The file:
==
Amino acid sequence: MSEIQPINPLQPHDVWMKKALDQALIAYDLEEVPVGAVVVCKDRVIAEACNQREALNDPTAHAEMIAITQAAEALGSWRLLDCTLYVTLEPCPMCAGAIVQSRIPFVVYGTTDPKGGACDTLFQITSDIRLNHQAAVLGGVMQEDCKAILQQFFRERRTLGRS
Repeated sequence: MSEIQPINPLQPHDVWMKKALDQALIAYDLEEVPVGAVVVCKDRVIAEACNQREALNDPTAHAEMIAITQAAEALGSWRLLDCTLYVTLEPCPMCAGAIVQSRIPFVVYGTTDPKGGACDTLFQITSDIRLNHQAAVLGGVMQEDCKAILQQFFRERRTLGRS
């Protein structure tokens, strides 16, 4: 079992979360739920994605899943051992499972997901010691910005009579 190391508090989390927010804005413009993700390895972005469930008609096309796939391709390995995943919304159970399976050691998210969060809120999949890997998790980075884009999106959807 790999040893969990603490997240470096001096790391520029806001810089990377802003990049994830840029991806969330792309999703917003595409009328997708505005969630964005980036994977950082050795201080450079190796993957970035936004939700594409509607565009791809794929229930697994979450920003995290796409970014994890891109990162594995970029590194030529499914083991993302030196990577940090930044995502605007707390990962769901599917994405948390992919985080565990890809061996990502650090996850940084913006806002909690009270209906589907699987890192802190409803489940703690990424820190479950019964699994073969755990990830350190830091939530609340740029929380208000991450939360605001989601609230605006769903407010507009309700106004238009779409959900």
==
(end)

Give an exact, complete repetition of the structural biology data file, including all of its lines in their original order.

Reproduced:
Amino acid sequence: MSEIQPINPLQPHDVWMKKALDQALIAYDLEEVPVGAVVVCKDRVIAEACNQREALNDPTAHAEMIAITQAAEALGSWRLLDCTLYVTLEPCPMCAGAIVQSRIPFVVYGTTDPKGGACDTLFQITSDIRLNHQAAVLGGVMQEDCKAILQQFFRERRTLGRS
Repeated sequence: MSEIQPINPLQPHDVWMKKALDQALIAYDLEEVPVGAVVVCKDRVIAEACNQREALNDPTAHAEMIAITQAAEALGSWRLLDCTLYVTLEPCPMCAGAIVQSRIPFVVYGTTDPKGGACDTLFQITSDIRLNHQAAVLGGVMQEDCKAILQQFFRERRTLGRS
């Protein structure tokens, strides 16, 4: 079992979360739920994605899943051992499972997901010691910005009579 190391508090989390927010804005413009993700390895972005469930008609096309796939391709390995995943919304159970399976050691998210969060809120999949890997998790980075884009999106959807 790999040893969990603490997240470096001096790391520029806001810089990377802003990049994830840029991806969330792309999703917003595409009328997708505005969630964005980036994977950082050795201080450079190796993957970035936004939700594409509607565009791809794929229930697994979450920003995290796409970014994890891109990162594995970029590194030529499914083991993302030196990577940090930044995502605007707390990962769901599917994405948390992919985080565990890809061996990502650090996850940084913006806002909690009270209906589907699987890192802190409803489940703690990424820190479950019964699994073969755990990830350190830091939530609340740029929380208000991450939360605001989601609230605006769903407010507009309700106004238009779409959900």